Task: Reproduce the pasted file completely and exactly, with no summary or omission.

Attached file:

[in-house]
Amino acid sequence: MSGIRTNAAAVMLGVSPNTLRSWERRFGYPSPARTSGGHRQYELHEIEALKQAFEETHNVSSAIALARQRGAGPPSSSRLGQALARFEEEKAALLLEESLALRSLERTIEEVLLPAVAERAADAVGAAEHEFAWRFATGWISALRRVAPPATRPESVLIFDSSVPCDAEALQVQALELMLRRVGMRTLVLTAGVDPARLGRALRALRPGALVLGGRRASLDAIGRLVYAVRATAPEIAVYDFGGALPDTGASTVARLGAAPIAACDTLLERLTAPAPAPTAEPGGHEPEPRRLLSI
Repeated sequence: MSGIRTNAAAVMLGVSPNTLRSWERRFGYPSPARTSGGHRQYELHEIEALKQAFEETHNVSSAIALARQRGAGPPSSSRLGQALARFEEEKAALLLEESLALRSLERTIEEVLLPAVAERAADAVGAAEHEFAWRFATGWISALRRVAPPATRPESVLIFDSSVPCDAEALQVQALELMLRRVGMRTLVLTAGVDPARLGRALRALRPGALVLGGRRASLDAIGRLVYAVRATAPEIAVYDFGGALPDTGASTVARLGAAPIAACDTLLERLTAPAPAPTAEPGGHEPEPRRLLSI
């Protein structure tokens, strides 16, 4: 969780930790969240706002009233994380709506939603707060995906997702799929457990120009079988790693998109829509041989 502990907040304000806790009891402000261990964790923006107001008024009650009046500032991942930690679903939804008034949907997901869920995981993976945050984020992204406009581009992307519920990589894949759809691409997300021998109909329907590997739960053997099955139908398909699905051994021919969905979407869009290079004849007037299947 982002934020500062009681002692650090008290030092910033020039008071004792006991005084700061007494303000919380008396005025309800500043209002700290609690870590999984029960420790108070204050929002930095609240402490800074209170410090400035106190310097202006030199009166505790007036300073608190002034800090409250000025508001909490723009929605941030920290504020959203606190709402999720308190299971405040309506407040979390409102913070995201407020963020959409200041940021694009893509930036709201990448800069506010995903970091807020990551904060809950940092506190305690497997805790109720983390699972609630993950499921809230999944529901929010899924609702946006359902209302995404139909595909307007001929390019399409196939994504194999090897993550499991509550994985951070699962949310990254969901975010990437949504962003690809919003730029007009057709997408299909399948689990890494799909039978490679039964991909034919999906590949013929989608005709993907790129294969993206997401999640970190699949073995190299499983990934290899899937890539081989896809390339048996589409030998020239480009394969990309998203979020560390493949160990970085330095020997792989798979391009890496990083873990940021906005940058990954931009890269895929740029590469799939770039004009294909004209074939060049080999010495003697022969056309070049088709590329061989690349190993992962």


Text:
[in-house]
Amino acid sequence: MSGIRTNAAAVMLGVSPNTLRSWERRFGYPSPARTSGGHRQYELHEIEALKQAFEETHNVSSAIALARQRGAGPPSSSRLGQALARFEEEKAALLLEESLALRSLERTIEEVLLPAVAERAADAVGAAEHEFAWRFATGWISALRRVAPPATRPESVLIFDSSVPCDAEALQVQALELMLRRVGMRTLVLTAGVDPARLGRALRALRPGALVLGGRRASLDAIGRLVYAVRATAPEIAVYDFGGALPDTGASTVARLGAAPIAACDTLLERLTAPAPAPTAEPGGHEPEPRRLLSI
Repeated sequence: MSGIRTNAAAVMLGVSPNTLRSWERRFGYPSPARTSGGHRQYELHEIEALKQAFEETHNVSSAIALARQRGAGPPSSSRLGQALARFEEEKAALLLEESLALRSLERTIEEVLLPAVAERAADAVGAAEHEFAWRFATGWISALRRVAPPATRPESVLIFDSSVPCDAEALQVQALELMLRRVGMRTLVLTAGVDPARLGRALRALRPGALVLGGRRASLDAIGRLVYAVRATAPEIAVYDFGGALPDTGASTVARLGAAPIAACDTLLERLTAPAPAPTAEPGGHEPEPRRLLSI
């Protein structure tokens, strides 16, 4: 969780930790969240706002009233994380709506939603707060995906997702799929457990120009079988790693998109829509041989 502990907040304000806790009891402000261990964790923006107001008024009650009046500032991942930690679903939804008034949907997901869920995981993976945050984020992204406009581009992307519920990589894949759809691409997300021998109909329907590997739960053997099955139908398909699905051994021919969905979407869009290079004849007037299947 982002934020500062009681002692650090008290030092910033020039008071004792006991005084700061007494303000919380008396005025309800500043209002700290609690870590999984029960420790108070204050929002930095609240402490800074209170410090400035106190310097202006030199009166505790007036300073608190002034800090409250000025508001909490723009929605941030920290504020959203606190709402999720308190299971405040309506407040979390409102913070995201407020963020959409200041940021694009893509930036709201990448800069506010995903970091807020990551904060809950940092506190305690497997805790109720983390699972609630993950499921809230999944529901929010899924609702946006359902209302995404139909595909307007001929390019399409196939994504194999090897993550499991509550994985951070699962949310990254969901975010990437949504962003690809919003730029007009057709997408299909399948689990890494799909039978490679039964991909034919999906590949013929989608005709993907790129294969993206997401999640970190699949073995190299499983990934290899899937890539081989896809390339048996589409030998020239480009394969990309998203979020560390493949160990970085330095020997792989798979391009890496990083873990940021906005940058990954931009890269895929740029590469799939770039004009294909004209074939060049080999010495003697022969056309070049088709590329061989690349190993992962």